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The American political system is broken.  The fact that we have problems in our society is not new.  Our seeming inability to fix, or even address, them is a distinctive feature of our age, however.  We know what these problems are.  They include, among others, an economy that, even when it is working, distributes rewards in an increasingly unequal manner; an educational system that fails to educate a significant portion of our population; an infrastructure in disrepair; widespread racial and cultural conflict; declining national power and prestige; and an environmental crisis that threatens human life on our planet.

The scale of these challenges is daunting, but far from unprecedented — and in fact, smaller than previous ones we have faced.  In the past century we experienced the Great Depression, World War II, the threat of nuclear annihilation, and a devastating war accompanied by severe domestic turmoil.  Yet regardless of the difficulties we faced, there was a sense among the public that our problems were solvable, and our political system performed in a way that justified this optimism.  Today our politics are increasingly polarized, and our elected officials seem to be continually deadlocked. Meanwhile, our problems continue, nothing gets done, and there is little faith among the public that our elected officials can work together to find solutions.

Several explanations have been proposed to account for our polarization. Some observers have suggested that today’s Americans tend to self-select into communities with like-minded people, which reduces our exposure to alternative perspectives.  Others have argued that the proliferation of new technology has made it easier to tailor our newsfeeds exclusively to material that supports our existing positions.  These accounts, accurate as they may be, fail to separate cause from consequence.  The fact that we prefer like-minded people, and information that reinforces rather than challenges our views, is as likely the result of our polarization as the cause of it.

Any effort to account for our current predicament must recognize that polarization is typically accompanied by extremism.  Politics by definition involves disagreement, and in a well-functioning system, those who disagree will hash out their differences and reach an accommodation.  When the opponents are far apart, this agreement is difficult, and often impossible, to achieve.  To explain our polarization, then, we will have to account for the sources of extremism. That is my goal in this essay.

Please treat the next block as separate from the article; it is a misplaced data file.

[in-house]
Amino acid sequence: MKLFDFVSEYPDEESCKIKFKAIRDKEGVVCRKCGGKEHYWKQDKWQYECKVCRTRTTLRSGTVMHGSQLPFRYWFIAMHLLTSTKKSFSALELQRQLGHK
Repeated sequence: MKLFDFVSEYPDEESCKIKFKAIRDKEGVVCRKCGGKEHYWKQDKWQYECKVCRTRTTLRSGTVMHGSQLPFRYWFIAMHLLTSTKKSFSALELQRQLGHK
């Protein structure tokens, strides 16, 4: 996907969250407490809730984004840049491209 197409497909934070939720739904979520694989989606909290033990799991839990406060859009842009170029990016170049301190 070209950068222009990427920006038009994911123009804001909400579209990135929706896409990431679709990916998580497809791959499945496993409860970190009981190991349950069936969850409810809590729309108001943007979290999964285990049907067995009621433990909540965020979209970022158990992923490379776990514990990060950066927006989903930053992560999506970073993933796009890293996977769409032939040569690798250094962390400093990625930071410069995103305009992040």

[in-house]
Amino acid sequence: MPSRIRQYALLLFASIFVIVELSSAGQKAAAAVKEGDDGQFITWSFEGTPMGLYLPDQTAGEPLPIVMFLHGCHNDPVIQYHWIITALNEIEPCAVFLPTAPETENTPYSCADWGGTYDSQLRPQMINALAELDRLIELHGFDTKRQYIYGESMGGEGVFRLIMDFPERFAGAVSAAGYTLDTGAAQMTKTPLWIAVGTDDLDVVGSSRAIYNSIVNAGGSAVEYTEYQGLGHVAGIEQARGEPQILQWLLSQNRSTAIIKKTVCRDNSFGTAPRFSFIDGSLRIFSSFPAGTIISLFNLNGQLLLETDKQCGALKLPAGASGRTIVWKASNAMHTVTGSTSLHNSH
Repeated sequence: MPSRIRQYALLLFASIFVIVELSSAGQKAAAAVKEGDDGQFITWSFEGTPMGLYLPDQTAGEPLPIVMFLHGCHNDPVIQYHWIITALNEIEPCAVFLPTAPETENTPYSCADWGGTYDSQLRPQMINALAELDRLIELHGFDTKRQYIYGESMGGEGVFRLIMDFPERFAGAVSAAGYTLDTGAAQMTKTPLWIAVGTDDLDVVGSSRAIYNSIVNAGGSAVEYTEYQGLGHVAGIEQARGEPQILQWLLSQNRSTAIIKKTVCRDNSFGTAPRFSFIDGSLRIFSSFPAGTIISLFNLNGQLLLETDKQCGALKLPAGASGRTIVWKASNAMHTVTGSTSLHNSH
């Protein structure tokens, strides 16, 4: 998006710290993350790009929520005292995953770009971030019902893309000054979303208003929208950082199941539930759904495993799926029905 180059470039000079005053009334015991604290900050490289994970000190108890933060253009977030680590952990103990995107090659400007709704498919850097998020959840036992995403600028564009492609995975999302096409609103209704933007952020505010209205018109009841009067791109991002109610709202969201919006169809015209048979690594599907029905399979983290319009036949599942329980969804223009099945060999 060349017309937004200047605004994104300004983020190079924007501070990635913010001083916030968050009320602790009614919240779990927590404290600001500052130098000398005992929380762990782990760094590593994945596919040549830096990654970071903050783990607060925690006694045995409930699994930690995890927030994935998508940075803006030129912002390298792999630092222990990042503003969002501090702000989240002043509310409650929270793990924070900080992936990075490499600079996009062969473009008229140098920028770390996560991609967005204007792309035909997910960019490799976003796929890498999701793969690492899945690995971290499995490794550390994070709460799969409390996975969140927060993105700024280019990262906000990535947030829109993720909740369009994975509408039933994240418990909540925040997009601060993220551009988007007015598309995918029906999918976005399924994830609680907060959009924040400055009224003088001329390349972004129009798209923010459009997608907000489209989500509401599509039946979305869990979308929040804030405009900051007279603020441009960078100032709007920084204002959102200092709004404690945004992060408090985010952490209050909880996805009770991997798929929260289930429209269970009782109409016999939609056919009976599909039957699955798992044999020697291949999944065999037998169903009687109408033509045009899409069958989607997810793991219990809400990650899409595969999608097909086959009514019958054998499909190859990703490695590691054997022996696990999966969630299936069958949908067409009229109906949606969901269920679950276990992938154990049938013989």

Before approaching this question, we must clear up an important misconception: There is a widespread belief that both the Republican and Democratic parties have become more extreme in recent years.  “Both sides are to blame,” we repeatedly hear.  It is certainly true that neither of our two major parties is perfect, nor is either immune from responsibility for our current stalemate.  To assume that they are equally extreme and intransigent is not true, however.  The graph below, compiled by Professor Keith T. Poole at the University of Georgia, shows the average political positions on a conservatism-liberalism scale of Democratic and Republican members of the House of Representatives since 1879.[1]  

Although Southern Democrats have become more liberal in recent decades (due to the disappearance of conservative white Southerners from the party), the degree of liberalism among non-Southern Democrats has remained virtually stable since the early 1960s.  Republicans, on the other hand, began to move in an increasingly conservative direction in the late 1970s and have become sharply more conservative since that time. As the graph shows, the widening ideological gap between the two parties since 1980 can be accounted for almost entirely by the increasing conservatism of the Republicans.

The question is, what accounts for this increasing extremism of the Republican Party, and the polarization that has resulted from it?  I argue that it stems from what many may view as an unlikely source:  a decline in leadership by large American corporations, a group I refer to as the American corporate elite.  There was a period, from the end of World War II into the 1970s, when the leaders of American big business were a source of moderation and pragmatism who exhibited a degree of concern for the larger population.  Today’s corporate elite — despite the many individuals and firms who have engaged in socially responsible activities — is a disorganized, atomized group, incapable not only of addressing larger societal needs but even its own collective interests.  In the post-World War II period, from 1945 to the mid-1970s, the heads of large corporations not only contributed to the phenomenal economic success that we experienced, but they also played a major role in helping our political system work. They did this in part by keeping at bay, and delegitimizing, the extremist elements that were as present in our society then as they are now.

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[1]This graph is reproduced here with Professor Poole’s permission.  The measures of conservatism and liberalism are based on the “DW-Nominate” procedure developed by Poole and Howard Rosenthal.  Information about and references to the measure can be found at https://voteview.com/about.  For a graph that updates the current data through 2018 (and shows virtually identical results using a slightly different method), see https://voteview.com/articles/party_polarization.  I thank Professor Poole and Professor Jeffrey B. Lewis (at the University of California, Los Angeles) for directing me to these data.

Photo Credit: US Department of Labor / Public domain